Wherever You Go by Joan Leegant
Author: Joan Leegant
Genre: Fiction (Contemporary / Israel / Family / Judaism / Terrorism)
Publisher/Publication Date: W. W. Norton & Company (7/25/2011)
Source: TLC Book Tours
Rating: Liked to love -- I keep chewing on it and I can't shake the story (in a good way!)
Did I finish?: Yes.
One-sentence summary: Three Americans travel to Israel, seeking an answer to a private question, and their lives intersect in a violent, dramatic, life-changing moment.
Do I like the cover?: Yes -- it's got this expansive feel that emulates some of the spaciousness the characters are searching for and indicates a key scene in the novel's story.
First line: The metallic clanging.
Did... this have an armchair escape feel?: YES. If you need a trip now that the summer is winding down, pick this up. While it's not a relaxing vacation, Leegant's writing evokes Israel so beautifully, I felt there, from the airports to the deserts. Amazing.
Did... this novel have another closing line that made me inhale sharply: YES. So.good.
Did... I love seeing Evan Fallenberg in Leegant's acknowledgements?: I loved Fallenberg's novel and I found him a delight to interview so it makes me happy that two authors I like know each other.
Buy, Borrow, or Avoid?: Borrow or buy: this is a beautifully written book.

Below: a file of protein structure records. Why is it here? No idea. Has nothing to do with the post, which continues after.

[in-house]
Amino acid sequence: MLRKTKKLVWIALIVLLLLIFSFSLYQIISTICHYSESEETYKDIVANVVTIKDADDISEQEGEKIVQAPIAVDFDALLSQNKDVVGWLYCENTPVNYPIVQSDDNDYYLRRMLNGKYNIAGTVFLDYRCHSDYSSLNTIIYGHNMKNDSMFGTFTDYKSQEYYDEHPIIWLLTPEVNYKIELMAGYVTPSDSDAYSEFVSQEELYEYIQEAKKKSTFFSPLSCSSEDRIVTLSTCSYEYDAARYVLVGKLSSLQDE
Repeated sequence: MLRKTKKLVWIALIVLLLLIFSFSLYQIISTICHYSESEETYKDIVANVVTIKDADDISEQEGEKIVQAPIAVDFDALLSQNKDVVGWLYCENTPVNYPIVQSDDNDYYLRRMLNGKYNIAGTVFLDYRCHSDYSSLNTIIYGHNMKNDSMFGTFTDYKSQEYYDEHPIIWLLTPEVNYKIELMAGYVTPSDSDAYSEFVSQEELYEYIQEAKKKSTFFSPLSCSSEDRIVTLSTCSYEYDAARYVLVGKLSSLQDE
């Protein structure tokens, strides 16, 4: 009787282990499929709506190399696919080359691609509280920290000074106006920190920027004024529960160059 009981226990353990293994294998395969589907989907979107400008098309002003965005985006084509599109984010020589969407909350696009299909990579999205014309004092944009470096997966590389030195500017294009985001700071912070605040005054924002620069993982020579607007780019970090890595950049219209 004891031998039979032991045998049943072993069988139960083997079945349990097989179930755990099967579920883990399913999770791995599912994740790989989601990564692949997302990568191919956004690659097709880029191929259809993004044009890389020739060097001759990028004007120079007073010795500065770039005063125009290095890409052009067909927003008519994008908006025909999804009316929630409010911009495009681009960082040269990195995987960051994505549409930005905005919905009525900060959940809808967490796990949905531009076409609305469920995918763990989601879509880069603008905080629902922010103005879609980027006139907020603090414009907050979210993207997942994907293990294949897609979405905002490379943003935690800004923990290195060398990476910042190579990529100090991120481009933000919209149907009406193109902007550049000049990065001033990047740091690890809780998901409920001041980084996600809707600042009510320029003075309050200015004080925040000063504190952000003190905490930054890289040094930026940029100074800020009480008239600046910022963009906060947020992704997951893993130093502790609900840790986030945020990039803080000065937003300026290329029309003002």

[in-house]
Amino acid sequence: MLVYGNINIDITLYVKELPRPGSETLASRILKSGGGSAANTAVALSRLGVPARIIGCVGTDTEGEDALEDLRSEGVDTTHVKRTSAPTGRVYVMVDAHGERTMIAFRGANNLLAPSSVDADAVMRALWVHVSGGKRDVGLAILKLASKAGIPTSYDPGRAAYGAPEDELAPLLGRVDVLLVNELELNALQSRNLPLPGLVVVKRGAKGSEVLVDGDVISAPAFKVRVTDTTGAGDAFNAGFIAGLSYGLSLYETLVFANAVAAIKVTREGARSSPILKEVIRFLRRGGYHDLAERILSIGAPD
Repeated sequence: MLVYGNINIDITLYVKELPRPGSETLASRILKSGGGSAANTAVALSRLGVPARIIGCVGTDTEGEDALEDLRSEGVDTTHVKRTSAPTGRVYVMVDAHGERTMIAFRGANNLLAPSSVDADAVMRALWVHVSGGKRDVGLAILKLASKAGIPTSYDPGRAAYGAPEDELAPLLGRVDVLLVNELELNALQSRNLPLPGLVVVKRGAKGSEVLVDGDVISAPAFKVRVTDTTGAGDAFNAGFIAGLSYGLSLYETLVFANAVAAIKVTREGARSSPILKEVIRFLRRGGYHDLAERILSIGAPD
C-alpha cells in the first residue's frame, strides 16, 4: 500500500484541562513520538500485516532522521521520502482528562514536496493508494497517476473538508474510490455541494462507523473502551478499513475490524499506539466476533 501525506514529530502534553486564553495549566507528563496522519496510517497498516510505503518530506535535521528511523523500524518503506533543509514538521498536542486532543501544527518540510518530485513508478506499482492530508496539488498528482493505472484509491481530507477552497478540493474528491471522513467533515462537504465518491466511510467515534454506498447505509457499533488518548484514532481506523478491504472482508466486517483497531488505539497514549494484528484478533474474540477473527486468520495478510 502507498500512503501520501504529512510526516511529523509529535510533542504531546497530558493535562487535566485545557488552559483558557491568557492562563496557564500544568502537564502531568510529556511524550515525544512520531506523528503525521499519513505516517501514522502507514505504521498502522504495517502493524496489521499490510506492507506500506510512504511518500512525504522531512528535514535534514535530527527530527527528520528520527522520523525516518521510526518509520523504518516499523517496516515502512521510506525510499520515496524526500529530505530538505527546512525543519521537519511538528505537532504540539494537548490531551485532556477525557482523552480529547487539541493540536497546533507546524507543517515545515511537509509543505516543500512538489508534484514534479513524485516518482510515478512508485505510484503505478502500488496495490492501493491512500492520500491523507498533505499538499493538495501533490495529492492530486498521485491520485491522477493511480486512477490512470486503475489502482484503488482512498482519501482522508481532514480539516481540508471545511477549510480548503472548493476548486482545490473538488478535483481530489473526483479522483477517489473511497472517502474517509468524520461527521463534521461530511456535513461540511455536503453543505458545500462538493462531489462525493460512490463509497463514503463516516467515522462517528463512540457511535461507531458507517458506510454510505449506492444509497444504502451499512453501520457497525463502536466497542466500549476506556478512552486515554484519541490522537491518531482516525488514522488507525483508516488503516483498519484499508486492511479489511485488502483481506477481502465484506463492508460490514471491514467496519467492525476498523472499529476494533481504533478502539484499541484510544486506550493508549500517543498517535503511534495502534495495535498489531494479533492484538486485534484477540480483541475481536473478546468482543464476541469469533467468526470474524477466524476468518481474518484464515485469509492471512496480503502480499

Why did I get this book?: I've always been interested in the Middle East and I love fiction from the area; it's my favorite way to learn more about the conflicts, challenges, and people. This book did not disappoint!
Review: This beautiful book captured me from the first page: Leegant's writing style is effortless, detailed, lyrical, and compelling. In a single page, she sketches the beauty of a location, the mood of the setting, a flashback, the present challenge. Set in modern-day Israel, it follows three Jewish Americans who come to Israel for different reasons -- reconciliation, escape, a desire for peace -- and while the story features some complicated back story (the situation with Israeli settlers, for example) Leegant presents crucial information without bogging down the narrative.
While the events are very contemporary and specific to Israel, the challenges the characters experience are ones that are familiar and resonate. I didn't race through the story, exactly, but there was a sense of urgency building, even as the characters waited, considered, circled restlessly. There's a tension from wondering, when will it happen?, 'it' being the terrible heartache or betrayal or violence we know is waiting to emerge. Topically, the characters weren't entirely likeable but they were compelling, their pain real, and I actually found myself sympathetic to almost all of them. Leegant created people who are unlike me, with values unlike mine, that I ultimately cared about; she articulated a world alien to me that I wanted to become a part of, and her skill is that all she wrote felt real. The pain and hunger the characters felt were the kinds of emotions I've felt before.
This would be a fantastic novel for a book group or anyone who enjoys fiction that educates and enlightens (in a subtle way!), or a reader who loves complicated characters and a beautiful, fractious locale. This is a book that I suspect will stick with me for a long time -- I'm still chewing over it as I try to read other books. Lovely, moving, beautiful.